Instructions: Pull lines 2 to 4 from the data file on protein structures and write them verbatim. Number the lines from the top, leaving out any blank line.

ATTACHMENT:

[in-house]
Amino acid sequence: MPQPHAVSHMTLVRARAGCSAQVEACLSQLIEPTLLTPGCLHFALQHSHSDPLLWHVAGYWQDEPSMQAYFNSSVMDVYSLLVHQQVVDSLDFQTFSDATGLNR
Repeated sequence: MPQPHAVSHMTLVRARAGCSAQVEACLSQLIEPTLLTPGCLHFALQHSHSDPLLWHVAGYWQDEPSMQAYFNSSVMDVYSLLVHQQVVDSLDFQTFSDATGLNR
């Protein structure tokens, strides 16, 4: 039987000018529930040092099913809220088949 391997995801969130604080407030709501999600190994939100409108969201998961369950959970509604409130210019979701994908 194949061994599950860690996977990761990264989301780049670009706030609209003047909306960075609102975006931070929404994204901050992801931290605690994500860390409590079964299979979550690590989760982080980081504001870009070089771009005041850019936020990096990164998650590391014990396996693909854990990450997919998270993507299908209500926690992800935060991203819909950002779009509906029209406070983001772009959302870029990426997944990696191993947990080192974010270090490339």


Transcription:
Amino acid sequence: MPQPHAVSHMTLVRARAGCSAQVEACLSQLIEPTLLTPGCLHFALQHSHSDPLLWHVAGYWQDEPSMQAYFNSSVMDVYSLLVHQQVVDSLDFQTFSDATGLNR
Repeated sequence: MPQPHAVSHMTLVRARAGCSAQVEACLSQLIEPTLLTPGCLHFALQHSHSDPLLWHVAGYWQDEPSMQAYFNSSVMDVYSLLVHQQVVDSLDFQTFSDATGLNR
């Protein structure tokens, strides 16, 4: 039987000018529930040092099913809220088949 391997995801969130604080407030709501999600190994939100409108969201998961369950959970509604409130210019979701994908 194949061994599950860690996977990761990264989301780049670009706030609209003047909306960075609102975006931070929404994204901050992801931290605690994500860390409590079964299979979550690590989760982080980081504001870009070089771009005041850019936020990096990164998650590391014990396996693909854990990450997919998270993507299908209500926690992800935060991203819909950002779009509906029209406070983001772009959302870029990426997944990696191993947990080192974010270090490339």